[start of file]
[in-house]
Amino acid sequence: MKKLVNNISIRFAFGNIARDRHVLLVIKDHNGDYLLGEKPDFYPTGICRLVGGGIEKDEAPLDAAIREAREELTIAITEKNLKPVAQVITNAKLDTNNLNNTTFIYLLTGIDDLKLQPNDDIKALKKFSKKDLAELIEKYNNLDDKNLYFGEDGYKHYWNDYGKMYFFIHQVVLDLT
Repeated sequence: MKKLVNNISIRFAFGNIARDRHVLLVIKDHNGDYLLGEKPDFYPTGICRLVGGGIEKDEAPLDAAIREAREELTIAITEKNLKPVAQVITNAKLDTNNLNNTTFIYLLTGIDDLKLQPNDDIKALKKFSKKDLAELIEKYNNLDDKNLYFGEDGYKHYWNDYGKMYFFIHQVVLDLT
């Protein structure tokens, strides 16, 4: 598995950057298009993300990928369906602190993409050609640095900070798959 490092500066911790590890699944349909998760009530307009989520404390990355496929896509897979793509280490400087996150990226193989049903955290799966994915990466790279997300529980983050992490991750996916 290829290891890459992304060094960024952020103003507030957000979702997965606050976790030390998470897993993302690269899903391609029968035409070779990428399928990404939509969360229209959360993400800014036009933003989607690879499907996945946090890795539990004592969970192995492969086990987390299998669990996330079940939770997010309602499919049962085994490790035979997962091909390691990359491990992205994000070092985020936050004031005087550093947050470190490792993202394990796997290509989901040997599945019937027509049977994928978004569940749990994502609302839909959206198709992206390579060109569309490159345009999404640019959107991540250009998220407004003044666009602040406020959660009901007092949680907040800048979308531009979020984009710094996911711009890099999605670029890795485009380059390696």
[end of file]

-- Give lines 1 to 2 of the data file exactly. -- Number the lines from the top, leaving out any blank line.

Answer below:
[in-house]
Amino acid sequence: MKKLVNNISIRFAFGNIARDRHVLLVIKDHNGDYLLGEKPDFYPTGICRLVGGGIEKDEAPLDAAIREAREELTIAITEKNLKPVAQVITNAKLDTNNLNNTTFIYLLTGIDDLKLQPNDDIKALKKFSKKDLAELIEKYNNLDDKNLYFGEDGYKHYWNDYGKMYFFIHQVVLDLT